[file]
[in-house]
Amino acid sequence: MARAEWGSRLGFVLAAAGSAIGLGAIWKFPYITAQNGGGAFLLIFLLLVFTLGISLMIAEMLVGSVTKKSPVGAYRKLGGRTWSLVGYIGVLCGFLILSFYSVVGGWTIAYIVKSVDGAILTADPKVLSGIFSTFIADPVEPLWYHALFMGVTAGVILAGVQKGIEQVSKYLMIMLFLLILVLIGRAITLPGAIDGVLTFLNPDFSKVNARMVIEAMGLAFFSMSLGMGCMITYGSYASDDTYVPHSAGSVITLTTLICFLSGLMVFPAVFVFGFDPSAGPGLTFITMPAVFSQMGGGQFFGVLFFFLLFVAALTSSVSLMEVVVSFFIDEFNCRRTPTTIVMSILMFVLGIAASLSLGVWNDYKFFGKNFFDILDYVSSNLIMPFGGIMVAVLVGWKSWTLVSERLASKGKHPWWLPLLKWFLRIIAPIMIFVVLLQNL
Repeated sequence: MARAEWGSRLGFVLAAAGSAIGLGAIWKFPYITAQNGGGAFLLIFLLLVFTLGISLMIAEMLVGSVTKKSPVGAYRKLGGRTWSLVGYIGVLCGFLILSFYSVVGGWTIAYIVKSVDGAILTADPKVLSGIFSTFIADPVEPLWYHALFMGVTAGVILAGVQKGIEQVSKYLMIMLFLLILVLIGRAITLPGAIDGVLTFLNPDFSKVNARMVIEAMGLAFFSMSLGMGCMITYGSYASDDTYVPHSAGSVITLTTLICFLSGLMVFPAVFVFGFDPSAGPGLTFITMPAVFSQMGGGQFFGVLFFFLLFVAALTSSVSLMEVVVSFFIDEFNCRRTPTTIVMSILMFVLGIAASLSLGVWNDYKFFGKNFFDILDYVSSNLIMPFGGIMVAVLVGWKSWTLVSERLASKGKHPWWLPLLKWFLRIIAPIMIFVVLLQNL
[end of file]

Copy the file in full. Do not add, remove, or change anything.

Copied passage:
[in-house]
Amino acid sequence: MARAEWGSRLGFVLAAAGSAIGLGAIWKFPYITAQNGGGAFLLIFLLLVFTLGISLMIAEMLVGSVTKKSPVGAYRKLGGRTWSLVGYIGVLCGFLILSFYSVVGGWTIAYIVKSVDGAILTADPKVLSGIFSTFIADPVEPLWYHALFMGVTAGVILAGVQKGIEQVSKYLMIMLFLLILVLIGRAITLPGAIDGVLTFLNPDFSKVNARMVIEAMGLAFFSMSLGMGCMITYGSYASDDTYVPHSAGSVITLTTLICFLSGLMVFPAVFVFGFDPSAGPGLTFITMPAVFSQMGGGQFFGVLFFFLLFVAALTSSVSLMEVVVSFFIDEFNCRRTPTTIVMSILMFVLGIAASLSLGVWNDYKFFGKNFFDILDYVSSNLIMPFGGIMVAVLVGWKSWTLVSERLASKGKHPWWLPLLKWFLRIIAPIMIFVVLLQNL
Repeated sequence: MARAEWGSRLGFVLAAAGSAIGLGAIWKFPYITAQNGGGAFLLIFLLLVFTLGISLMIAEMLVGSVTKKSPVGAYRKLGGRTWSLVGYIGVLCGFLILSFYSVVGGWTIAYIVKSVDGAILTADPKVLSGIFSTFIADPVEPLWYHALFMGVTAGVILAGVQKGIEQVSKYLMIMLFLLILVLIGRAITLPGAIDGVLTFLNPDFSKVNARMVIEAMGLAFFSMSLGMGCMITYGSYASDDTYVPHSAGSVITLTTLICFLSGLMVFPAVFVFGFDPSAGPGLTFITMPAVFSQMGGGQFFGVLFFFLLFVAALTSSVSLMEVVVSFFIDEFNCRRTPTTIVMSILMFVLGIAASLSLGVWNDYKFFGKNFFDILDYVSSNLIMPFGGIMVAVLVGWKSWTLVSERLASKGKHPWWLPLLKWFLRIIAPIMIFVVLLQNL